Category / Beef and Lamb
While fusion food has gotten a bit of a bad rep over the years from many restaurants that came up with dishes that were neither here nor there, I still always applaud those who dare to imagine and come up with something different from the ordinary. Sometimes it is done by mixing ingredients from different parts of the world, other times by turning traditional recipes upside down. Either way, it is one way to ensure that culinary art does not stay stagnant and only look backwards.
glorious miso grilled hake steak with spicy mussel soup
Several days ago I received some fresh ingredients courtesy of the Zealand Trade Enterprises, and as part of the challenge, we were supposed to use them and come up with dishes worthy of sharing. Since cooking is one of my many hobbies, here goes!
For dinner last Friday, I decided to make grilled hake (or any cod, really) with miso marinate & vege, while the wife came up with spicy mussle soup as a companion dish. Both seafood ingredients were New Zealand products.
Hake steak from New Zealand, miso as main marinate ingredient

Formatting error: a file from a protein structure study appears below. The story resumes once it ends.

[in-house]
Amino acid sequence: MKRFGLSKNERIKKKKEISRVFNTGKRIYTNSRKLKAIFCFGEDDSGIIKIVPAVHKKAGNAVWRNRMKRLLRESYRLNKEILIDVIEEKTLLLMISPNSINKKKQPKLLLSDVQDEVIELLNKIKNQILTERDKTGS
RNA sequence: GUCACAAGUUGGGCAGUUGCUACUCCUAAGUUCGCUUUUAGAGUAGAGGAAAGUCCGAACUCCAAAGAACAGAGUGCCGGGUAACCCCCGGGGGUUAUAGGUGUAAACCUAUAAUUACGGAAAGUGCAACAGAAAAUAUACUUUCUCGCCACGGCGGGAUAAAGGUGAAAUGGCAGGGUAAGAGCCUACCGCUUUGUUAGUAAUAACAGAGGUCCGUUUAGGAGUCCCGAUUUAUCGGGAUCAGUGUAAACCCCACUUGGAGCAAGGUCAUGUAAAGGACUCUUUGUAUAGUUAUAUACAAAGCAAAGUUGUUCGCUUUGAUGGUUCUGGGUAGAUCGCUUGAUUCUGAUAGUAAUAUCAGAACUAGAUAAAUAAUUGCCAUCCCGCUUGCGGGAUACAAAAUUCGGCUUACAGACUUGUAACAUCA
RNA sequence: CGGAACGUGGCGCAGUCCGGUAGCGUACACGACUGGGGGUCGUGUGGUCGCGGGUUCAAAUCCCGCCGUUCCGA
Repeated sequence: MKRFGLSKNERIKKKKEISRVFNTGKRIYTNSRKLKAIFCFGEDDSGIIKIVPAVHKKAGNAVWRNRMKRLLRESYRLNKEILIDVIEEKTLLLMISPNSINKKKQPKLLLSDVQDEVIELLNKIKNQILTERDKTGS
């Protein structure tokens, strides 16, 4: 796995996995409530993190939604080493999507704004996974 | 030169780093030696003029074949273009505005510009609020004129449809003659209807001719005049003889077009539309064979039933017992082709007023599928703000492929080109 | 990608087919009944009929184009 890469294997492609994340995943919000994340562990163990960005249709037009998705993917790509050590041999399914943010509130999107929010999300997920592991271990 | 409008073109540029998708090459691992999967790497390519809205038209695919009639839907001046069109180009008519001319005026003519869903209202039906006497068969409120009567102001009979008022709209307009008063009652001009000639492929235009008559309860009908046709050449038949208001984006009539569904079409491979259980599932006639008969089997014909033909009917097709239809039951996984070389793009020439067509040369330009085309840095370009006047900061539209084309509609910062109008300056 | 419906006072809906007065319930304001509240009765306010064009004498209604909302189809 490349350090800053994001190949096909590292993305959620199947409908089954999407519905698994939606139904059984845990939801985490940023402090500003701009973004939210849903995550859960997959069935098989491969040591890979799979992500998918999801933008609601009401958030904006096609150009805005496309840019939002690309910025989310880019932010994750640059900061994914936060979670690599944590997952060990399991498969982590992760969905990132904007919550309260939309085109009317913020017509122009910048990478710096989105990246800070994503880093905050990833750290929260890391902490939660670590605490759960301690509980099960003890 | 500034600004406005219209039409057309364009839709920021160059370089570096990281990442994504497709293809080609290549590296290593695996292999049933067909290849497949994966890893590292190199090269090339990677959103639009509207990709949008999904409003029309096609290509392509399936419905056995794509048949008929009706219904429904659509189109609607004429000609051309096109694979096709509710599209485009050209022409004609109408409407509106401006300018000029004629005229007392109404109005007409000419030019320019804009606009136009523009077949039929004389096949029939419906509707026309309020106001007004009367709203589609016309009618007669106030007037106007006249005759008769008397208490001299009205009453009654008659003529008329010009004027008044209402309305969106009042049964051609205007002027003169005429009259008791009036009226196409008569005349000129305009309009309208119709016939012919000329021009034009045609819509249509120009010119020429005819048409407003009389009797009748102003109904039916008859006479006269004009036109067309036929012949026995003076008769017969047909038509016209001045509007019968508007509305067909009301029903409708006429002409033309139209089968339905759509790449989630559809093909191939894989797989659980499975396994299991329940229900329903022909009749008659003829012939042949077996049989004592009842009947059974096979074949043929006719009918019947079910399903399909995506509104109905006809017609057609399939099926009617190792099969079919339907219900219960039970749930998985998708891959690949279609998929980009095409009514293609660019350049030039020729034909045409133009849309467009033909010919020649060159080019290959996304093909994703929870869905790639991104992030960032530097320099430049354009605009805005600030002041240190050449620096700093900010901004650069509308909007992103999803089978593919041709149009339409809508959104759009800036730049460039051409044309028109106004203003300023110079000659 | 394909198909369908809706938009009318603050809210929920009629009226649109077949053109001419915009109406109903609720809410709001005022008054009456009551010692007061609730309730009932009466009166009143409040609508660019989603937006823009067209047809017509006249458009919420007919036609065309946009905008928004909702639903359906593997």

I will be sharing the hake steak recipe here:
- Hake steak (or any white fish, such as cod) 250-300 gram per pax
- asparagus & mushroom (sliced)
- a few gloves garlic
- 2 tablespoon cooking oil
Ingredients for marinate:
- 2 tablespoon miso paste
- 1 tablespoon brown sugar
- 1/2 cup cooking sake
- 1 tablespoon sesame oil
asparagus and mushroom as sides
Cooking instructions (fish):
- mix marinate in a bowl and apply generously on fish, let marinate for at least 15-30 minutes
- heat up the oven to 175 C
- pan fry the fish for 2-3 minutes
- bake fish in oven for 10 minutes
fish: pan fry before oven, vege: sauteed
Cooking instructions (vegetable):
- heat up frying pan with cooking oil
- fry garlic till fragrant
- add mushroom & asparagus and saute for 2 minutes
- add leftover marinate to the vege and continue to saute for another 2 minutes
Time your cooking of vegetable to coincide with the fish so that they’re both served hot. Enjoy!
spicy New Zealand mussel soup made by Haze Long
Since we lack tomato puree or white wine, the spicy mussel soup involved the use of sake, ketchup, New Zealand mussels, and black magic. My wife made it, so I don’t think I’m qualified to know enough of the recipe to share it here.
Happy cooking! #
Today I want to share a very simple recipe, and with an ingredient that you can probably plant on your garden, or even in a pot on your balcony at home – basil!